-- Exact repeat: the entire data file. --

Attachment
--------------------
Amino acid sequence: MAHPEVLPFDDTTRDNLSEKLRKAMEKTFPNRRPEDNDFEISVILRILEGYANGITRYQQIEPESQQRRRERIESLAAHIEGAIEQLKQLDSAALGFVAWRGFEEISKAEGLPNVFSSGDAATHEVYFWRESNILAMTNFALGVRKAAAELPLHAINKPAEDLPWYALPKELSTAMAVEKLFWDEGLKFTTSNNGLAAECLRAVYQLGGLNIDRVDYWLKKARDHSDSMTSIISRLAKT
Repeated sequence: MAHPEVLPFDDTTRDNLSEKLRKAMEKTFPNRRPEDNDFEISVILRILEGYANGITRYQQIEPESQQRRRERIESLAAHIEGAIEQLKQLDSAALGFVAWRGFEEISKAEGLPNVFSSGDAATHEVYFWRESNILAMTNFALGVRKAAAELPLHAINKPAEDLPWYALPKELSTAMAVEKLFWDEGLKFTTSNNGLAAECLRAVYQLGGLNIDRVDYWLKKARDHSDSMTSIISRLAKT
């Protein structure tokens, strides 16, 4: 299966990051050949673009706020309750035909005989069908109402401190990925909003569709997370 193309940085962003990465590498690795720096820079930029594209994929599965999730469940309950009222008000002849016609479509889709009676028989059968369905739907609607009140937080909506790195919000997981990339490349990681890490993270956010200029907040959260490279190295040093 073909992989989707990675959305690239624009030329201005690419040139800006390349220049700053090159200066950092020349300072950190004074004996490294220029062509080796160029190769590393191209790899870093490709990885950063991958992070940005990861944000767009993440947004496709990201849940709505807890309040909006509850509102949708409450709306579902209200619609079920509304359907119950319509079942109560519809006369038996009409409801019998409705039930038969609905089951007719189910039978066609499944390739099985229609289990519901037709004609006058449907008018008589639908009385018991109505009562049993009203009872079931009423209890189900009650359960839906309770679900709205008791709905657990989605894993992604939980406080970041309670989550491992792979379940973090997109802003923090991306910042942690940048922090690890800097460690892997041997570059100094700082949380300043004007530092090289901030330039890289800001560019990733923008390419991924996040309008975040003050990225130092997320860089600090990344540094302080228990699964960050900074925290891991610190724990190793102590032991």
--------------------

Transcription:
Amino acid sequence: MAHPEVLPFDDTTRDNLSEKLRKAMEKTFPNRRPEDNDFEISVILRILEGYANGITRYQQIEPESQQRRRERIESLAAHIEGAIEQLKQLDSAALGFVAWRGFEEISKAEGLPNVFSSGDAATHEVYFWRESNILAMTNFALGVRKAAAELPLHAINKPAEDLPWYALPKELSTAMAVEKLFWDEGLKFTTSNNGLAAECLRAVYQLGGLNIDRVDYWLKKARDHSDSMTSIISRLAKT
Repeated sequence: MAHPEVLPFDDTTRDNLSEKLRKAMEKTFPNRRPEDNDFEISVILRILEGYANGITRYQQIEPESQQRRRERIESLAAHIEGAIEQLKQLDSAALGFVAWRGFEEISKAEGLPNVFSSGDAATHEVYFWRESNILAMTNFALGVRKAAAELPLHAINKPAEDLPWYALPKELSTAMAVEKLFWDEGLKFTTSNNGLAAECLRAVYQLGGLNIDRVDYWLKKARDHSDSMTSIISRLAKT
């Protein structure tokens, strides 16, 4: 299966990051050949673009706020309750035909005989069908109402401190990925909003569709997370 193309940085962003990465590498690795720096820079930029594209994929599965999730469940309950009222008000002849016609479509889709009676028989059968369905739907609607009140937080909506790195919000997981990339490349990681890490993270956010200029907040959260490279190295040093 073909992989989707990675959305690239624009030329201005690419040139800006390349220049700053090159200066950092020349300072950190004074004996490294220029062509080796160029190769590393191209790899870093490709990885950063991958992070940005990861944000767009993440947004496709990201849940709505807890309040909006509850509102949708409450709306579902209200619609079920509304359907119950319509079942109560519809006369038996009409409801019998409705039930038969609905089951007719189910039978066609499944390739099985229609289990519901037709004609006058449907008018008589639908009385018991109505009562049993009203009872079931009423209890189900009650359960839906309770679900709205008791709905657990989605894993992604939980406080970041309670989550491992792979379940973090997109802003923090991306910042942690940048922090690890800097460690892997041997570059100094700082949380300043004007530092090289901030330039890289800001560019990733923008390419991924996040309008975040003050990225130092997320860089600090990344540094302080228990699964960050900074925290891991610190724990190793102590032991």